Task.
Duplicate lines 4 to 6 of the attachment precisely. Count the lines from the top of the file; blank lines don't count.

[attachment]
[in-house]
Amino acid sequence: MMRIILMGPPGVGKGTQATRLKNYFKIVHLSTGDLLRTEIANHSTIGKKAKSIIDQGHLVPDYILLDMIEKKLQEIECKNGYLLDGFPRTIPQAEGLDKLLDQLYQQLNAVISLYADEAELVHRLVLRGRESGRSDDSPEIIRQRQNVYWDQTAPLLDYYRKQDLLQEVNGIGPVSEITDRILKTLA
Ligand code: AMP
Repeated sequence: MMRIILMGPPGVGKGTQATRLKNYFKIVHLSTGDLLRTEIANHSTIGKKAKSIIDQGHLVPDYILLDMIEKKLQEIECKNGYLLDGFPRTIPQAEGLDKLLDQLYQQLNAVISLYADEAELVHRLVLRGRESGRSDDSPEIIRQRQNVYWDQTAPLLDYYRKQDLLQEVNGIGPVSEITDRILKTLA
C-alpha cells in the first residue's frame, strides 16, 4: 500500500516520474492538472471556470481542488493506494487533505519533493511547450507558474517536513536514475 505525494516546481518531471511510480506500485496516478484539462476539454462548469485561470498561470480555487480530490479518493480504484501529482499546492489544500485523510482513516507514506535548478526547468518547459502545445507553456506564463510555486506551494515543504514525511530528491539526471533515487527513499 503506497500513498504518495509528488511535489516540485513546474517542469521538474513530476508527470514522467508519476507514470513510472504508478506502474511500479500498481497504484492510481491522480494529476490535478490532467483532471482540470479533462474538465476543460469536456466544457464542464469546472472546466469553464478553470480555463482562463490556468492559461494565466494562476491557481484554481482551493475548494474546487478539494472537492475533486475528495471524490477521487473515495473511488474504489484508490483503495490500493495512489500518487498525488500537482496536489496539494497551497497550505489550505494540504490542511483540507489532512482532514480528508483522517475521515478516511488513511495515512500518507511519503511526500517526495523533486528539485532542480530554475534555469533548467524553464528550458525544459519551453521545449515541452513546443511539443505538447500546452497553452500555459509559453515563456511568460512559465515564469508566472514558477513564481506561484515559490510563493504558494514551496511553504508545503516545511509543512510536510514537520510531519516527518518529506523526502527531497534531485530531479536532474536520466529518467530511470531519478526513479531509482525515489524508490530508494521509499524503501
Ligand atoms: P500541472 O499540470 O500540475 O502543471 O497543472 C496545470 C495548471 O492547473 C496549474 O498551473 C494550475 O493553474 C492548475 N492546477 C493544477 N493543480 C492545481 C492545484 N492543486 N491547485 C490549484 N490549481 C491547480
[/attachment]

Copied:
Repeated sequence: MMRIILMGPPGVGKGTQATRLKNYFKIVHLSTGDLLRTEIANHSTIGKKAKSIIDQGHLVPDYILLDMIEKKLQEIECKNGYLLDGFPRTIPQAEGLDKLLDQLYQQLNAVISLYADEAELVHRLVLRGRESGRSDDSPEIIRQRQNVYWDQTAPLLDYYRKQDLLQEVNGIGPVSEITDRILKTLA
C-alpha cells in the first residue's frame, strides 16, 4: 500500500516520474492538472471556470481542488493506494487533505519533493511547450507558474517536513536514475 505525494516546481518531471511510480506500485496516478484539462476539454462548469485561470498561470480555487480530490479518493480504484501529482499546492489544500485523510482513516507514506535548478526547468518547459502545445507553456506564463510555486506551494515543504514525511530528491539526471533515487527513499 503506497500513498504518495509528488511535489516540485513546474517542469521538474513530476508527470514522467508519476507514470513510472504508478506502474511500479500498481497504484492510481491522480494529476490535478490532467483532471482540470479533462474538465476543460469536456466544457464542464469546472472546466469553464478553470480555463482562463490556468492559461494565466494562476491557481484554481482551493475548494474546487478539494472537492475533486475528495471524490477521487473515495473511488474504489484508490483503495490500493495512489500518487498525488500537482496536489496539494497551497497550505489550505494540504490542511483540507489532512482532514480528508483522517475521515478516511488513511495515512500518507511519503511526500517526495523533486528539485532542480530554475534555469533548467524553464528550458525544459519551453521545449515541452513546443511539443505538447500546452497553452500555459509559453515563456511568460512559465515564469508566472514558477513564481506561484515559490510563493504558494514551496511553504508545503516545511509543512510536510514537520510531519516527518518529506523526502527531497534531485530531479536532474536520466529518467530511470531519478526513479531509482525515489524508490530508494521509499524503501
Ligand atoms: P500541472 O499540470 O500540475 O502543471 O497543472 C496545470 C495548471 O492547473 C496549474 O498551473 C494550475 O493553474 C492548475 N492546477 C493544477 N493543480 C492545481 C492545484 N492543486 N491547485 C490549484 N490549481 C491547480